Sample Agenda:

  • Introductions
  • What do you want from the game?
  • Character Creation
  • Rules and how to apply them
  • One-shot (if running at session zero)
  • Agree schedule going forwards
  • What we will do if people can’t make a session

My rule examples:

  1. HAVE FUN! (This is the most important rule!)
  2. Respect everyone at the table. Be engaged when it’s not your turn and not on your phone or having a conversation with someone else. Personally I find that kind of behavior rude, and I will ask people to focus if they are not doing so.
  3. No real world sexism/racism/other isms are acceptable. I may incorporate NPCs who have prejudices to affect interactions, and equally I will allow PCs with prejudices in my game, as this can add an interesting dynamic, but this does not represent my real world views and I do not condone that sort of behavior outside of the game world.
  4. No graphic sexual descriptions or erotic role play. It’s not necessary to tell a good story. I have no problem with romance, I just do not need to know exactly how it played out in the bedroom.
  5. I don’t do critical success or failure on skill checks. RAW, that’s not a thing, although I know a lot of DMs rule that it is. That’s their table, this is mine. Also, don’t assume you succeed or fail on a roll. I’m the one that determines the success, and I work DCs in my own way. I may have a sliding scale of information, I might have a higher or lower DC than you anticipate, or it might be different for different PCs depending on their character, background or environmental factors! I also don’t like players saying “I’ll roll perception/investigation/whatever”. Again, you should describe to me what your character wants to do, and I’ll tell you what skill to roll, because it might not be what you are expecting!
  6. Leading on from that, I don’t like people to rules lawyer, metagame, or otherwise ruin people’s fun in this way. My table is there to collaborate and tell a shared story. As a DM, I am here to interpret the rules. I don’t know all the rules, so I may have to pause and look something up. Sometimes the answer won’t be immediately obvious. I’ll make a ruling that makes sense at the time based on my judgement of the situation and we’ll move on. Abide by that ruling at the time. When I go and check up on it later, if I find that I’ve got it wrong, I’ll own up, and we’ll work out a fix going forwards, but at the time, we’ll adjudicate, move on, and enjoy the game.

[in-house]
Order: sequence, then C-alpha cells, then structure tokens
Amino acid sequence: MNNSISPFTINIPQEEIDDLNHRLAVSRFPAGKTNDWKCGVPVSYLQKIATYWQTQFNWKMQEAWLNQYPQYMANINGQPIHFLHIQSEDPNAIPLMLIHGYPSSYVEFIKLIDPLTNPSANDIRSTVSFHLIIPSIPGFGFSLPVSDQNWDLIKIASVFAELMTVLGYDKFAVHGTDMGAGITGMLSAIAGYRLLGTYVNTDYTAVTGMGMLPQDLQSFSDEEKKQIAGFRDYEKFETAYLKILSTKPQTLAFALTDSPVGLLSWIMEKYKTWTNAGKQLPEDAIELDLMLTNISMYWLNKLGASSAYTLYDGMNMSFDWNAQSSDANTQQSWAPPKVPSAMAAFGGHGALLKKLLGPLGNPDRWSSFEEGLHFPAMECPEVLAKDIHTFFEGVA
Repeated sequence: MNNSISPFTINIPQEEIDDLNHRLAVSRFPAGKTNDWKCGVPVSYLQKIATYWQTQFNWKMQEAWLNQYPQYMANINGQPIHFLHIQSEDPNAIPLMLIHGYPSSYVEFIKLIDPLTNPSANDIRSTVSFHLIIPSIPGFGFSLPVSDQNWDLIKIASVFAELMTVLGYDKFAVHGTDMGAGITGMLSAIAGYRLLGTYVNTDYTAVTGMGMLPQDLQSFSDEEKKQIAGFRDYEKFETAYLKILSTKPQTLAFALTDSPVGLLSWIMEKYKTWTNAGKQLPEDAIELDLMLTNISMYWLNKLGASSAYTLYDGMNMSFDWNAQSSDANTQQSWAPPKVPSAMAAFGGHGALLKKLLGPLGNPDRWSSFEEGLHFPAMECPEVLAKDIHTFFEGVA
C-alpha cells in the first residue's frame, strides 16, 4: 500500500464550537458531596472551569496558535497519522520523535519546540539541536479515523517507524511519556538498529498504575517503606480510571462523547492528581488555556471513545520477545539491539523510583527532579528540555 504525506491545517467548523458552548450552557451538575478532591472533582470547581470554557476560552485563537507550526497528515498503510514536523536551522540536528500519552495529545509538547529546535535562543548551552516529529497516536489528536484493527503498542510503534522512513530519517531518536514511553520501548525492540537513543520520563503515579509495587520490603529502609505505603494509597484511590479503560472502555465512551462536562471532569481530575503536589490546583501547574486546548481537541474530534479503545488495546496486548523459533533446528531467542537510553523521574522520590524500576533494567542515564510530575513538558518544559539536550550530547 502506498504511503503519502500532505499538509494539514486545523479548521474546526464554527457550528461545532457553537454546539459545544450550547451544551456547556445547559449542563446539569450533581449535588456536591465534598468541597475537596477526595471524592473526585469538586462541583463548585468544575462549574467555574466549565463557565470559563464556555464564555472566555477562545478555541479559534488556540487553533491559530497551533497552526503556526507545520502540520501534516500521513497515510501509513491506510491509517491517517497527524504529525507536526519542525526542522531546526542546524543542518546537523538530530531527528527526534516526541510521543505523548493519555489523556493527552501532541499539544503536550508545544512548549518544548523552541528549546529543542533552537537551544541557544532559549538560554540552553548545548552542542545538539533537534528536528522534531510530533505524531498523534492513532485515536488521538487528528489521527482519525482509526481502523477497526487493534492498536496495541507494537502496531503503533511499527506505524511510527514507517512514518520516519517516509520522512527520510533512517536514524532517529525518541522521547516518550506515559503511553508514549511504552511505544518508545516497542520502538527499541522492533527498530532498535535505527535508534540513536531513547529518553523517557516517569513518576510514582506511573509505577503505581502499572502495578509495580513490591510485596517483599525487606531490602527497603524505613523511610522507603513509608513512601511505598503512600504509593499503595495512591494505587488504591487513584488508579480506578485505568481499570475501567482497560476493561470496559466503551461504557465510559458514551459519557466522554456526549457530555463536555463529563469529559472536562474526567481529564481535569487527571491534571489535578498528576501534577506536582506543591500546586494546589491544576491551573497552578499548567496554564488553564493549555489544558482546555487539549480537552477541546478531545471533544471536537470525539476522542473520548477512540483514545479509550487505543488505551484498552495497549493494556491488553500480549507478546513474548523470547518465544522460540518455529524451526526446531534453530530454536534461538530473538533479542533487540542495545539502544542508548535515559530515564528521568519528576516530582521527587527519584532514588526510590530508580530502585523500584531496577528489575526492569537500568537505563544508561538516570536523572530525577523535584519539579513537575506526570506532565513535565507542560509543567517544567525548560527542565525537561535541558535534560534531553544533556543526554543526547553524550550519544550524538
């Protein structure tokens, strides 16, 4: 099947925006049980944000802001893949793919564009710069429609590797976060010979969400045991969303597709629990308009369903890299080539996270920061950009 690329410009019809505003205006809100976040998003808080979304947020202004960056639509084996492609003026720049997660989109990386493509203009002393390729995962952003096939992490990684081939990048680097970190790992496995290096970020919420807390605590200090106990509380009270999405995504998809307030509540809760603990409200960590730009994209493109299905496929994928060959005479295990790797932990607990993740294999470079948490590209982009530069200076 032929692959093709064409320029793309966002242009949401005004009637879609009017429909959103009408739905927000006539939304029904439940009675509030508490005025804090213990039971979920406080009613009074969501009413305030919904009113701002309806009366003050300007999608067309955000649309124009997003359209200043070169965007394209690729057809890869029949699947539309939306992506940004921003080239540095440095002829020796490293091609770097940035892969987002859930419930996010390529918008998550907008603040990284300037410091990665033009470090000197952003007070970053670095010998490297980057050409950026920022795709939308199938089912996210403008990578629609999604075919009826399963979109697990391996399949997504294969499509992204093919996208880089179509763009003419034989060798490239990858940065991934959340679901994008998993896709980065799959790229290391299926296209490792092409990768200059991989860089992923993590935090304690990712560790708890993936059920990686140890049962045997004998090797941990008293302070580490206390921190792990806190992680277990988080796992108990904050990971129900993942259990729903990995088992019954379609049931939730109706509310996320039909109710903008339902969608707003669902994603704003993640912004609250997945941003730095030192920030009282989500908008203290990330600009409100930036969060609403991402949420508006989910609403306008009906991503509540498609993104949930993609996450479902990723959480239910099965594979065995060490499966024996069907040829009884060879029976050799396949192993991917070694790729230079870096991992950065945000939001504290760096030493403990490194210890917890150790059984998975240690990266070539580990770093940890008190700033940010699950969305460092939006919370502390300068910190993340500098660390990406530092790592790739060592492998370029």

Frank has given me some good points to add in regarding the last rule. If you don’t know the rules well, having someone more experienced at the table who does can be a huge help and you can lean on their experience and ask them to help adjudicate. This was certainly my situation to begin with. Later on, once I was confident enough with my knowledge, I had to step up and say to my players that I was now confident enough, and that whilst their experience was valued, I was now taking charge and would only solicit that experience if absolutely necessary. At my tables, my word is final and that is how it should be with any DM running a game. This doesn’t mean you should be in an adversarial situation. The point is to avoid the argument by saying “this is what we will do on this occasion, let’s move on with the game and look at the detail later”

I hope this article has helped you understand why Session Zero is a good idea, and given you some inspiration for what to include in your Session Zeroes! 


DM Tutorials - Herding Cats

You’ve probably heard this phrase a lot. Other DMs will tell you - schedule organisation is one of the worst/toughest/soul-destroying parts of running a D&D game. We all have one of those pesky life things happening. Work, school, hobbies, clubs, TV, even just plain old emergencies can make scheduling a D&D game a nightmare.

My own schedule for games is intense. I run games on Tuesday and Wednesday nights in my own homebrew world, I run two Curse of Strahd campaigns on alternate weeks on a Thursday night (So every Thursday I’m playing a CoS game, but the groups experience the sessions fortnightly), I run in person sessions every other week at my local gaming club, I have a family game that we get together every month or so to play, and I’m setting up a play by post Discord server for people who are either unable or unwilling to play in person or by voice chat, so they are able to play a text based D&D game in a safe environment.